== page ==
MEPS 467:281-302 (2012)  -  doi:10.3354/meps09940

Production and fate of kelp detritus

Kira A. Krumhansl*, Robert E. Scheibling

Department of Biology, Dalhousie University, Halifax, Nova Scotia, Canada

ABSTRACT: The flow of detritus between habitats is an important form of connectivity that affects regional productivity and the spatial organization of marine ecosystems. Kelps form highly productive beds or forests that produce detritus through incremental blade erosion, fragmentation of blades, and dislodgement of whole fronds and thalli. Rates of detrital production range from 8 to 2657 g C m−2 yr−1 for blade erosion and fragmentation, and from 22 to 839 g C m−2 yr−1 for loss of fronds and thalli. The estimated global average rate of detrital production by kelps is 706 g C m−2 yr−1, accounting for 82% of annual kelp productivity. Detrital production rates are regulated by current and wave-driven hydrodynamic forces and are highest during severe storms and following blade weakening through damage by grazers and encrusting epibionts. Detritus settles within kelp beds or forests and is exported to neighboring or distant habitats, including sandy beaches, rocky intertidal shores, rocky and sedimentary subtidal areas, and the deep sea. Exported kelp detritus can provide a significant resource subsidy and enhance secondary production in these communities ranging from tens of meters to hundreds of kilometers from the source of production. Loss of kelp biomass is occurring worldwide through the combined effects of climate change, pollution, fishing, and harvesting of kelp, which can depress rates of detrital production and subsidy to adjacent communities, with large-scale consequences for productivity.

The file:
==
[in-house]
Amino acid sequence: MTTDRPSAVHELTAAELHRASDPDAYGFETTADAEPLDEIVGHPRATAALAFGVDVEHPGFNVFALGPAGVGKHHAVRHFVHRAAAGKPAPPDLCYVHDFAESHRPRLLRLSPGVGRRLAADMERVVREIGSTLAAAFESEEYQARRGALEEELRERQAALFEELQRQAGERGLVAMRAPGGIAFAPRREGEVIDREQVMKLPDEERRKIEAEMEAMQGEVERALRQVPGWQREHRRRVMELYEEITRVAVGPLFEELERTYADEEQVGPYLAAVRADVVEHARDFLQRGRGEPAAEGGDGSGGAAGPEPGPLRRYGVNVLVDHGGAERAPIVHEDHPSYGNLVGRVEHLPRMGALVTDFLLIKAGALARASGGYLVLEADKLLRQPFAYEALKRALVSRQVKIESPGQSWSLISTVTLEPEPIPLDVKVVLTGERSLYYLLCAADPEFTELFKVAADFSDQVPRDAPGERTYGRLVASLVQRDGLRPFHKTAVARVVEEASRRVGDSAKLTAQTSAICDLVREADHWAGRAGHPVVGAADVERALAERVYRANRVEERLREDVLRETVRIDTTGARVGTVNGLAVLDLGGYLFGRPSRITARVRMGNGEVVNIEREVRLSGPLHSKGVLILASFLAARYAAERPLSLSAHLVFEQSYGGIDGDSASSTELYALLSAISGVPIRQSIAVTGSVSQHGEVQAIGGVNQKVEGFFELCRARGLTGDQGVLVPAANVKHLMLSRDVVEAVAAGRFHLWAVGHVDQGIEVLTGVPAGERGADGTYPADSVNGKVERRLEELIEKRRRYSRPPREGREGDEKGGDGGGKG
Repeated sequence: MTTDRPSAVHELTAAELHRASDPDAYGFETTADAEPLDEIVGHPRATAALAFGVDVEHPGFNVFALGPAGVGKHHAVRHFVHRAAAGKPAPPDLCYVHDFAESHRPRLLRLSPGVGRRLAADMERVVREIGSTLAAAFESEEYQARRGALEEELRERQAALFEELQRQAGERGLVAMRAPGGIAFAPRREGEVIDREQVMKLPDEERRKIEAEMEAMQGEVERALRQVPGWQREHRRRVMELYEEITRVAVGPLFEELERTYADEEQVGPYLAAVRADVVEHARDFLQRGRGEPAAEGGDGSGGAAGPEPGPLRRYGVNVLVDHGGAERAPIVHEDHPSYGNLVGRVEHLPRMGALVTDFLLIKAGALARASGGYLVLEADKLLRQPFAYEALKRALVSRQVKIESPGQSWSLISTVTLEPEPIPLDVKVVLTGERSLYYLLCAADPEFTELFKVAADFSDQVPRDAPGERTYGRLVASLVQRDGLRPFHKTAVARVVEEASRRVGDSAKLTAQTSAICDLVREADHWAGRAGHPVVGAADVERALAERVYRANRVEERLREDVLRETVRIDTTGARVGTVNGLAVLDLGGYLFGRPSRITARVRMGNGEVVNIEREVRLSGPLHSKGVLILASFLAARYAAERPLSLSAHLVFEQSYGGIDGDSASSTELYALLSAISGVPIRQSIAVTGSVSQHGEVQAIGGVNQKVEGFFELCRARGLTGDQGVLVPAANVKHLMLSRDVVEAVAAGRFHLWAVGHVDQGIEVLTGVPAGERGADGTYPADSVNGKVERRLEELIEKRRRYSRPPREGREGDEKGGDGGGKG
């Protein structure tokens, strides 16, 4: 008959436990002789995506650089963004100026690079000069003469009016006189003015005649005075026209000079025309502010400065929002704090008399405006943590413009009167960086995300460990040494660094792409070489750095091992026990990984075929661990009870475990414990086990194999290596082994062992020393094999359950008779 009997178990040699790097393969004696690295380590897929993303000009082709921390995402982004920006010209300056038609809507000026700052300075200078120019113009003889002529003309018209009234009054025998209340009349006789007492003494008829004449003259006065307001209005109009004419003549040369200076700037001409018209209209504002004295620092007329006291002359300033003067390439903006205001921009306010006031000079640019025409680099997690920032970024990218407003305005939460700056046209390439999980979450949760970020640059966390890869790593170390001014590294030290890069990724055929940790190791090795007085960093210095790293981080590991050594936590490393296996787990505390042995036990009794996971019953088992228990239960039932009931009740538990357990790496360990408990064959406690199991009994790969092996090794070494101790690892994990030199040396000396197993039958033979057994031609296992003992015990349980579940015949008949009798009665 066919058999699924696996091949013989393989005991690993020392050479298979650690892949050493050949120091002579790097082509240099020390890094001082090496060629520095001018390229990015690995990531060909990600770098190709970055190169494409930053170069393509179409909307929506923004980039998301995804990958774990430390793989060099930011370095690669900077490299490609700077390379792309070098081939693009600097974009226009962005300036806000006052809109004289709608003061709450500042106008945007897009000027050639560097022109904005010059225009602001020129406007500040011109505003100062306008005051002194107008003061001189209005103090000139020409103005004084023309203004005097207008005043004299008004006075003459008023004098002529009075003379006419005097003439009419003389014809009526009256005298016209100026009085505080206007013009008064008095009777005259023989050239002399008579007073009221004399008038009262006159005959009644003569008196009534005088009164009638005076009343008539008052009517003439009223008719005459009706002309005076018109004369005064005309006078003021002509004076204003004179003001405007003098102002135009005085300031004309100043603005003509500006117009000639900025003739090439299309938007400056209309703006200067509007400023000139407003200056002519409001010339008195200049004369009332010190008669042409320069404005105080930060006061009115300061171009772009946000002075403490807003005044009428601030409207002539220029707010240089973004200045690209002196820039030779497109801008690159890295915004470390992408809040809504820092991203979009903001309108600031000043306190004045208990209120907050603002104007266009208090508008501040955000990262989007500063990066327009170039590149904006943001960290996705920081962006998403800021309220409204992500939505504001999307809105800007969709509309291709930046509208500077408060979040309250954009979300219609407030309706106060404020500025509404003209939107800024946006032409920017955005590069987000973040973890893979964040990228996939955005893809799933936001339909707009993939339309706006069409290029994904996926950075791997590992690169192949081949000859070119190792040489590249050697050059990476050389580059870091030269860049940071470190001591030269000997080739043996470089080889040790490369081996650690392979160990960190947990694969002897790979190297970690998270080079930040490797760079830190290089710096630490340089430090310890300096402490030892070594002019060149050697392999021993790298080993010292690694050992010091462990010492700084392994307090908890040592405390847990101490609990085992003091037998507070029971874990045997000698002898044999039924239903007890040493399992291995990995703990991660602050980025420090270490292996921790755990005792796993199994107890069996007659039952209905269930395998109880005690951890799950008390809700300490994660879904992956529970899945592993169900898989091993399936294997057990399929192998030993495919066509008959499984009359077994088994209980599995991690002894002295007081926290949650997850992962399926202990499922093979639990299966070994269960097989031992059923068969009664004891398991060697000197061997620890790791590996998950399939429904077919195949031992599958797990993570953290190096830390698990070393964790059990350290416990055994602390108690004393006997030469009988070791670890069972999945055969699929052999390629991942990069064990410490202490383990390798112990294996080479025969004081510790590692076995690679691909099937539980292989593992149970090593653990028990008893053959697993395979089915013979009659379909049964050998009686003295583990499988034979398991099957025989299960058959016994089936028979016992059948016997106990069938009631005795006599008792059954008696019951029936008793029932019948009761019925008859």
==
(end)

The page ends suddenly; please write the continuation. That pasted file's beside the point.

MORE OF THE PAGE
KEY WORDS: Kelp bed · Kelp forest · Connectivity · Detritus · Resource subsidy · Local-regional productivity

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Cite this article as: Krumhansl KA, Scheibling RE (2012) Production and fate of kelp detritus. Mar Ecol Prog Ser 467:281-302

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